- Many preemies also experience apnea, a respiratory problem that is characterized by pauses in breathing. This typically improves as they grow, but some preemies may need apnea monitors.
- Premature babies also have feeding challenges attributed to problems in coordinating sucking, swallowing and breathing. It is for this reason that they may need to be fed using a nasogastric tube, cup or even spoon.
Read More: Prematurity Awareness Month
Caring for a Preemie – Helpful tips for preemie parents:
In addition to all the worry that getting a premature baby brings, parents also often grapple with the reality of missing many ‘firsts’ – the first breastfeeding session right after birth and holding or bonding with the baby. This happens because, depending on the medical situation, preemie parents may not be able to hold or even touch their babies. There are a number of things that parents can do to be able to cope. These include:
- Spending as much time as possible with the baby, as far as the baby’s and mom’s condition allows. This helps to create a bond with the baby. In some cases, it may not be possible to hold the baby. Even then, preemie parents may be allowed to touch the baby as often as possible. Most neonatal units allow the parents to practise Kangaroo Mother Care as soon as the babies are off support machines.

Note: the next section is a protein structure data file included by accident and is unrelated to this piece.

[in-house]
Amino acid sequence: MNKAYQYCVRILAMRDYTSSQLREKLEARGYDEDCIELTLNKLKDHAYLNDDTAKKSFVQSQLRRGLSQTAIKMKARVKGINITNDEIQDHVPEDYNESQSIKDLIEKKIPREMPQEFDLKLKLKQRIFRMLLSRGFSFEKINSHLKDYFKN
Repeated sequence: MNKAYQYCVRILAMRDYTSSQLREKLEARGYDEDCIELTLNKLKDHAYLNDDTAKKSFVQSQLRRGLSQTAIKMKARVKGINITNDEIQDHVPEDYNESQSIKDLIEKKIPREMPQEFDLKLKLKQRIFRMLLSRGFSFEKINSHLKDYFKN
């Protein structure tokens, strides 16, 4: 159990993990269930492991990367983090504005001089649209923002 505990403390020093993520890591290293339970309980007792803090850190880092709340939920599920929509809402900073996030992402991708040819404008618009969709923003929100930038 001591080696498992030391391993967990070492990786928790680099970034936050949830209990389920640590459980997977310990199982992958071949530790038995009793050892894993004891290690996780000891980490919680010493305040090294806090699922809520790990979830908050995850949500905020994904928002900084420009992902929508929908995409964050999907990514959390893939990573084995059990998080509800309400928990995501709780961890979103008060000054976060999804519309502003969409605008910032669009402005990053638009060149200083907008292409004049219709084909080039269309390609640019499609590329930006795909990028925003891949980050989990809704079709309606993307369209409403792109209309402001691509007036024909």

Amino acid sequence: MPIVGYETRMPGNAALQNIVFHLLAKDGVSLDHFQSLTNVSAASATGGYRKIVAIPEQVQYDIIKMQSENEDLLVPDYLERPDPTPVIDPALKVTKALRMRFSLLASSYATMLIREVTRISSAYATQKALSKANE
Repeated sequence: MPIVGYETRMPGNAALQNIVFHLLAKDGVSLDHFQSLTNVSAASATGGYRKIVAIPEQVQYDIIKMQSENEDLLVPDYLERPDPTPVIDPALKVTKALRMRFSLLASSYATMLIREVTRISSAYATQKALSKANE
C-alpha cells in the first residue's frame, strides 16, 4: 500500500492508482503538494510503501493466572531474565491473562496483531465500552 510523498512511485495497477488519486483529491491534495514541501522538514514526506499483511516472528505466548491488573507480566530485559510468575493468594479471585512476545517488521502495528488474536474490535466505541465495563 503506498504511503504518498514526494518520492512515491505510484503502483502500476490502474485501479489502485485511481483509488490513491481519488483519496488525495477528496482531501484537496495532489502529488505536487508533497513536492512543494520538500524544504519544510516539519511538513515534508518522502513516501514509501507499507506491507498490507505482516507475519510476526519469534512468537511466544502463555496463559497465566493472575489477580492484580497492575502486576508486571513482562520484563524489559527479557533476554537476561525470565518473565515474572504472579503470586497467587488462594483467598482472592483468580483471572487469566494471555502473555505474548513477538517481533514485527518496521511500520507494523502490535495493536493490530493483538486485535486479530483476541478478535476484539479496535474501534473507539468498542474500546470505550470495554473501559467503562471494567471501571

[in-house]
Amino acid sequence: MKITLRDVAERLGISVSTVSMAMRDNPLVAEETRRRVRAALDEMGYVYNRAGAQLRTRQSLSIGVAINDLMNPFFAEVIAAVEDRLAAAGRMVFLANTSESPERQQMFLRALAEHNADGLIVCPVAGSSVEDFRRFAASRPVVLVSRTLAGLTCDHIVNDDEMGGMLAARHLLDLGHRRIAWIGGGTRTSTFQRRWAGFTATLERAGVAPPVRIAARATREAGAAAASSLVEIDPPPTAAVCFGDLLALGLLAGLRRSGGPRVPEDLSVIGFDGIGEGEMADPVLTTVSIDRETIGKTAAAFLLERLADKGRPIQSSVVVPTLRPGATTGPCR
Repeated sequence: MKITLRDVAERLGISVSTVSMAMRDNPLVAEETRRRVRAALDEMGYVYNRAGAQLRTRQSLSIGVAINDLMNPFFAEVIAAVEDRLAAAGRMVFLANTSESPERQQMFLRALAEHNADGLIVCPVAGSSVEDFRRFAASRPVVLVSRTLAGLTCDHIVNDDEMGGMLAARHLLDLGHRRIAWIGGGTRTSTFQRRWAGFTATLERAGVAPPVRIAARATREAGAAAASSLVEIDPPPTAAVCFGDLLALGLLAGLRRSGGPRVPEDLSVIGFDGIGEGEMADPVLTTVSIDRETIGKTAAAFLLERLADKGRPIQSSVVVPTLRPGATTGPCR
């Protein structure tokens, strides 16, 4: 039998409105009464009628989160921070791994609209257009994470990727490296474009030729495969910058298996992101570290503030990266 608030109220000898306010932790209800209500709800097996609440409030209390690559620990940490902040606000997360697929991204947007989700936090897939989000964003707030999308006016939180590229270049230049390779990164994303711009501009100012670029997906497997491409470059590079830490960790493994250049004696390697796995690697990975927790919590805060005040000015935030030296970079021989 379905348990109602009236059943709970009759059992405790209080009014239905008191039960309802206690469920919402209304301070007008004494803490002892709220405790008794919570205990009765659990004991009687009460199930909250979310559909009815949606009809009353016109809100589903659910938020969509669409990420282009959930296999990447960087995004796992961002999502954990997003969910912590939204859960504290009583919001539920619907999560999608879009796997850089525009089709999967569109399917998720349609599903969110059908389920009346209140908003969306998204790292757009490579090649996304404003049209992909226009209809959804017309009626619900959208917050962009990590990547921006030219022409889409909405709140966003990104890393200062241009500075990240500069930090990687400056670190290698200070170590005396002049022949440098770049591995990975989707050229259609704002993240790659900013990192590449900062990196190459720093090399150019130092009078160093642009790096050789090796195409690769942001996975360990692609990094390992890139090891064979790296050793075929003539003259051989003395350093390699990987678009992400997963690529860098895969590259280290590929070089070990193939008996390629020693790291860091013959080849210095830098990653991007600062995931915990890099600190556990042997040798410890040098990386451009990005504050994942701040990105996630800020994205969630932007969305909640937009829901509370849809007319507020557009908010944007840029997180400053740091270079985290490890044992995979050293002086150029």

- As soon as is medically possible, premature babies can also begin breastfeeding. This is an integral part of Kangaroo Mother Care, aptly referred to as Kangaroo Nutrition. In cases where breastfeeding is not possible, mothers may express breast milk which is then given by bottle or tube.
- Preemie parents may sometimes be discharged earlier than their precious babies. This can be incredibly difficult to deal with, but it helps to remember that your baby is well taken care of at the hospital. Parents can usually visit as many times as possible. On the flip side, the time away from hospital can be spent getting some much-needed rest and readying the rest of the family for the baby’s arrival.
- It helps to limit the number of visitors coming to see the baby, simply because the baby’s immune system is still weak. At the onset, visits outside of the home may be limited to hospital visits only. As the baby grows and their immune system matures, visitors will be able to see the baby – until then, keep a minimum number of people around the baby.
- Remember to keep the baby warm, both through Kangaroo Mother Care as well as through layering. Layering is all about dressing baby in layers of clothes – say a vest, romper, sweater and shawl, depending on how cold or hot the environment is. This makes it easy to add or remove clothing items.
- When it comes to sleeping, remember to place baby on his back, unless your doctor says otherwise. Do not use heavy bedding as this could easily suffocate the baby. Instead, place lightweight blankets and always make sure it is tucked in firmly. This is recommended to prevent SIDS (Sudden Infant Death Syndrome) or cot death. Read more about SIDS here.
For preemie parents in Kenya, the Preemie Love Foundation offers support and resources to help in caring for a preemie, as well as their families.